Throughout June and July we have had the wonderful opportunity to work with five schools and over 300 pupils along the length of the River Culm. We started with Churchstanton Primary School at the head of the river and worked our way down to Stoke Canon C of E Primary School at the end of the river where the Culm meets the Exe. During our school visits we ran hands-on interactive sessions where the pupils explored the River Culm through maps, photographs and the beautiful illustrations created by the artist Richard Carman. We travelled back through time to discover how the Culm has changed over millennia and how people have always used and connected with the river. We discussed climate change, the problems it will cause in the future and how we can work with nature to adapt to these challenges. The children created their own mini river catchments full of trees, water meadows, wetlands, beaver lodges, hedgerows and other nature-based solutions to show how working with nature can help the river adapt to wetter winters and hotter summers.
When we had the opportunity, we went for walks along the river and looked at historic maps and Lidar images to spot old river channels and look for ways to help the landscape hold more water and slow the flow of the river. We also put on our wellies and went into the river to take kick samples and discovered the amazing range of fresh water invertebrates that live beneath the surface. These opportunities gave the children the chance to see their local stretch of the river or discover new parts of the Culm that they had not visited before. Being at, and in, the river is always more exciting than just talking about it!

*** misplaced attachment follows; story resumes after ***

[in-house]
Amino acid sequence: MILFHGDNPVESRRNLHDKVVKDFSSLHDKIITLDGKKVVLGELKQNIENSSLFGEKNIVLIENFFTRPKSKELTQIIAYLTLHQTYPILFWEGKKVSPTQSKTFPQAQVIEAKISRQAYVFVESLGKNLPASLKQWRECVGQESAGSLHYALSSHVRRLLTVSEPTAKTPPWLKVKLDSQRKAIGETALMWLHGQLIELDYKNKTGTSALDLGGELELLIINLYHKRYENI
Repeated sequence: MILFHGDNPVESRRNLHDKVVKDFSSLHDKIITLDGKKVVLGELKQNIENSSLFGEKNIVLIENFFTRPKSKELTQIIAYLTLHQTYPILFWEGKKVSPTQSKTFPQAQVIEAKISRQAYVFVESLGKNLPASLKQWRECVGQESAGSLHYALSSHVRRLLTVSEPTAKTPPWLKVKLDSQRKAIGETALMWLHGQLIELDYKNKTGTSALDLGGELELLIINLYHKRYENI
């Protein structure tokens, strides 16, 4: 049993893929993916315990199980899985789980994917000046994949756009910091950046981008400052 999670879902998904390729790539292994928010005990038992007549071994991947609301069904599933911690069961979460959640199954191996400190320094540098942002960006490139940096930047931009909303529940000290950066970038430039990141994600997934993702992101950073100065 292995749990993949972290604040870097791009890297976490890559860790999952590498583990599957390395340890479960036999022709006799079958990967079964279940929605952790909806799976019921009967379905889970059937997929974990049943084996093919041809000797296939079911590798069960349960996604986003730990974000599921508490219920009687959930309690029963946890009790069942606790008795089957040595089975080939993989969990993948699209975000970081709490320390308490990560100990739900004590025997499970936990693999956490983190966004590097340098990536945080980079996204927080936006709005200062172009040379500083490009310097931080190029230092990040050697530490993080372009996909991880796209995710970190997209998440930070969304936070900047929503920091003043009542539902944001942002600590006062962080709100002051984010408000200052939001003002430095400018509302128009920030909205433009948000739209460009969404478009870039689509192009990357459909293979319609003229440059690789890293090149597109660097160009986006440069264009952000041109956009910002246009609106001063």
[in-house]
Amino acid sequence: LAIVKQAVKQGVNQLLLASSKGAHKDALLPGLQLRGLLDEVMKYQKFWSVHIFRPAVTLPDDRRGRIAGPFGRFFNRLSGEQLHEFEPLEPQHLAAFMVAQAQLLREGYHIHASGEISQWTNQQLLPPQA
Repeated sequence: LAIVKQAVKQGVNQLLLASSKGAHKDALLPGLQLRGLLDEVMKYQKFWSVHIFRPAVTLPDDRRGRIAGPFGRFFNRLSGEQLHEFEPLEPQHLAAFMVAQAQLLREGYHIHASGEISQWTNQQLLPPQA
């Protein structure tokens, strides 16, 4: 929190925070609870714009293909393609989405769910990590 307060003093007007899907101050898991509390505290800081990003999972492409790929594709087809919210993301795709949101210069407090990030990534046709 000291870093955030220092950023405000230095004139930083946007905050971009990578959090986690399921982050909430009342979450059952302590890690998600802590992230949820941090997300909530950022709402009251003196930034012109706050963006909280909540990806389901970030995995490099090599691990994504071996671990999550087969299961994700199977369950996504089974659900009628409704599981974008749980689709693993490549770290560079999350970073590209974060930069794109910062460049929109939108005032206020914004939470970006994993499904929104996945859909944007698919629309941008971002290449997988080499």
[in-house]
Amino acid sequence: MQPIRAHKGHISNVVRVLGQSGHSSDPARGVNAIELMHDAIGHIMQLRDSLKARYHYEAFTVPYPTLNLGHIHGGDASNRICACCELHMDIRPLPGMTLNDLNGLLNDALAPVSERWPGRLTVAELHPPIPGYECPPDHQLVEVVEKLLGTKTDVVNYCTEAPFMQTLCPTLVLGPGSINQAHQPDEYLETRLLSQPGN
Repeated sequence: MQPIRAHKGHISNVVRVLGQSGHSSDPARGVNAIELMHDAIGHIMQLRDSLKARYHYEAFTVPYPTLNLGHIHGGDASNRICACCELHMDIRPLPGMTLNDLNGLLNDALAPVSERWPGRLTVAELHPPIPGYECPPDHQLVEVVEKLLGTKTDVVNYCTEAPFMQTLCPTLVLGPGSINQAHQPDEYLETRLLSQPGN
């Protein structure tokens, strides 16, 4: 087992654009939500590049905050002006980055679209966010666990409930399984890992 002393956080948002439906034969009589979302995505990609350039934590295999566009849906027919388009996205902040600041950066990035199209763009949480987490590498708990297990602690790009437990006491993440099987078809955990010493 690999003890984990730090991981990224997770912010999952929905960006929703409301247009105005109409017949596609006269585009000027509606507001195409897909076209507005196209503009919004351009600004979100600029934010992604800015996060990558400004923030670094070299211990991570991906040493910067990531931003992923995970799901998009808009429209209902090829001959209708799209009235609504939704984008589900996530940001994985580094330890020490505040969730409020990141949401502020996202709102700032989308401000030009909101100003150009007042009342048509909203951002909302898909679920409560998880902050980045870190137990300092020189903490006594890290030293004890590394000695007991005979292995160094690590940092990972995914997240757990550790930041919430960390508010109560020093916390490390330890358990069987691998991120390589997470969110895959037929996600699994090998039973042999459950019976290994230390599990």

It has been a privilege to sit and chat about the river with the children. We enjoyed hearing about their favourite places to visit – where they love swimming, paddling, fishing, playing, spotting wildlife, walking and picnicking – and also hearing about their disappointment when a river swing has broken or their den has fallen down.
The most inspiring part of every session, however, is when we get to listen to the children’s ideas about what they would like the river to be like when they are grown up. Their love for wildlife, their ideas for change, their enthusiasm for making it a place that is celebrated and cared for. Importantly, they want to be able to connect with the river, to play by the river (as even adults should play) and for it to bring communities together. We came to the conclusion that the river will be in good hands when these children are looking after it in the future!
If any other schools would like to be involved in our education programme then do get in touch at firstname.lastname@example.org